The Lab in 20th-century Art and Architecture

CALL FOR PAPERS and COLLOQUIUM
26-27 May 2020
New York, U.S.A.

On Tuesday 26 and Wednesday 27 May 2020, a colloquium about the laboratory in twentieth-century art and architecture will take place at the Faculty of Architecture’s NYhub in New York City. The event is organised by ARP members Rajesh Heynickx, Filip Mattens and Janno Martens, together with Stéphane Symons from the Institute for Philosophy, and is part is part of the research project Architectural Space Thought and Taught. A keynote lecture will be delivered by Jorge Otero-Pailos (Columbia University). The colloquium will investigate the various ways in which practitioners across the arts and architecture have adopted the practices, settings and metaphors of the laboratory over the course of the twentieth century:

In Space, Time and Architecture (1941), Sigfried Giedion claimed that abstract art’s new representation of space “was accomplished step by step, much as laboratory research gradually arrives at its conclusion through long experimentation.” Earlier in the book, he had mused about the scientific method (“a great tradition”) as architecture’s prime example. He was writing this at a time when an increasing amount of artistic and architectural endeavours were indeed taking place in self-proclaimed ‘laboratories’. This tendency can be traced back to the historical artistic avant-garde: the pioneering workshop didactics of the Bauhaus represented a technical, experimental and collaborative counterpart to the humanist Beaux-Arts tradition, and for a short time the architects and artists at Vkhumetas, the Russian state art and technical school in Moscow, even created proper laboratory settings through the use of all kinds of apparatus and standardised testing. Other, more associative uses of the term were also deployed, notably by Le Corbusier, who once referred to his painting studio as a laboratory.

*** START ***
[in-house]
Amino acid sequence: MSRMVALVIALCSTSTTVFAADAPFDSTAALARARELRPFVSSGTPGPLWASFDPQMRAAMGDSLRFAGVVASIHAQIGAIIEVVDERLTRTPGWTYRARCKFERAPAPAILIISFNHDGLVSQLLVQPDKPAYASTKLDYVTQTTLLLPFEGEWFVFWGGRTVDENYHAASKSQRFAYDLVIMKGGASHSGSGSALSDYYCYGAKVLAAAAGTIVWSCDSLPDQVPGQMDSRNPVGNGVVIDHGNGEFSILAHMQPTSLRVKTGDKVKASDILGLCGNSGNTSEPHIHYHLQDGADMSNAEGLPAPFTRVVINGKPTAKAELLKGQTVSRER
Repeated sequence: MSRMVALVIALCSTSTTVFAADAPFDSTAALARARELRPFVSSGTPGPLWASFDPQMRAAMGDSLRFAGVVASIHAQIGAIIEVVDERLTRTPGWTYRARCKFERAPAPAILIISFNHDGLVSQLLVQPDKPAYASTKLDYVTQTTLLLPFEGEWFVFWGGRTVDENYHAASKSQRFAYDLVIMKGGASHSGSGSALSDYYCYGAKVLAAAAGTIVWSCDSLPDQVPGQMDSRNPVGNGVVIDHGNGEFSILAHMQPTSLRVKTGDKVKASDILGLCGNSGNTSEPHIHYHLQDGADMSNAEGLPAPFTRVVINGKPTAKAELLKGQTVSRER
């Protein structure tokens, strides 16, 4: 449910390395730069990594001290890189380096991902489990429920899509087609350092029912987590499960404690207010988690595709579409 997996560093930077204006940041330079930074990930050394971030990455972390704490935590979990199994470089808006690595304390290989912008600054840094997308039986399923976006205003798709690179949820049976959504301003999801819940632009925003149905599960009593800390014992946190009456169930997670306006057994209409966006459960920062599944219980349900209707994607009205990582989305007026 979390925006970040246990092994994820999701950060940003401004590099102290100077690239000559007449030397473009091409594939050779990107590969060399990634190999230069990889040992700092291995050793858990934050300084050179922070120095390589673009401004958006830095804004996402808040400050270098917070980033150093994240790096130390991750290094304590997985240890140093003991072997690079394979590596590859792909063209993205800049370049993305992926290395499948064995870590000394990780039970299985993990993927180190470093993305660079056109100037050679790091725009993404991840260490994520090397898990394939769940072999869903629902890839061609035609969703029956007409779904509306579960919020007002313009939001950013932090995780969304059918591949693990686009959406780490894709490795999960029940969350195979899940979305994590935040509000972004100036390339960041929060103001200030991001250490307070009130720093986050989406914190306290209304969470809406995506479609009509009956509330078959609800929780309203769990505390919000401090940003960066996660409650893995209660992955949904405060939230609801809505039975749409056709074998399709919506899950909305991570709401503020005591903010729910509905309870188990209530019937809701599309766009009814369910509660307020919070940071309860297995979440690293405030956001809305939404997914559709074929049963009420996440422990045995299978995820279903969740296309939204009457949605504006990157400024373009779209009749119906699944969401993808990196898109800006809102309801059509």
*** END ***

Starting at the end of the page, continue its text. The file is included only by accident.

With the influx of European émigrés to the United States in the 1930s, this novel research paradigm got hold across the Atlantic as well: Josef Albers continued the Bauhaus tradition of experimentation at Black Mountain College from 1933 onwards, and in 1936 Friedrich Kiesler founded a ‘Design-Correlation Laboratory’ at Columbia, with a New York ‘Laboratory School of Industrial Design’ also being set up that year. Jean Labatut’s architectural laboratory at Princeton, completed in 1950, would be operational for over fifteen years. From the late 1950s onwards, an increasing amount of research in the architectural and urban field was operating under the moniker of laboratory, notably at MIT’s School of Architecture and Planning. At the same time, Gyorgy Kepes was the first visual artist to become a tenured professor there, signalling the increasing scientific affinity with artistic research paradigms. Conversely, the artist’s studio – which used to be regarded as a place of solitary contemplation rather than collaborative action – acquired new meaning as a privileged space of experimentation due to the growing attention for the practices of visual artists such as Jackson Pollock and Andy Warhol.

While the initial frame of reference was often informed by empirical natural sciences, later iterations of these laboratories also encompassed the social sciences. This allowed for psychological research and field work studies to become models for artistic or architectural research as well. Since then, the paradigm of the laboratory grew in popularity as quickly as its meaning diminished in specificity: contemporary examples include everything from design studios and fieldwork to the ‘living labs’ of experimental urban schemes.


For the colloquium, a call for papers has been issued to invite researchers working on this topic to present their work at the event. Paper proposals should be sent to janno.martens@kuleuven.be before 1 March 2020. More information about the colloquium as well as the requirements for the call can be found below: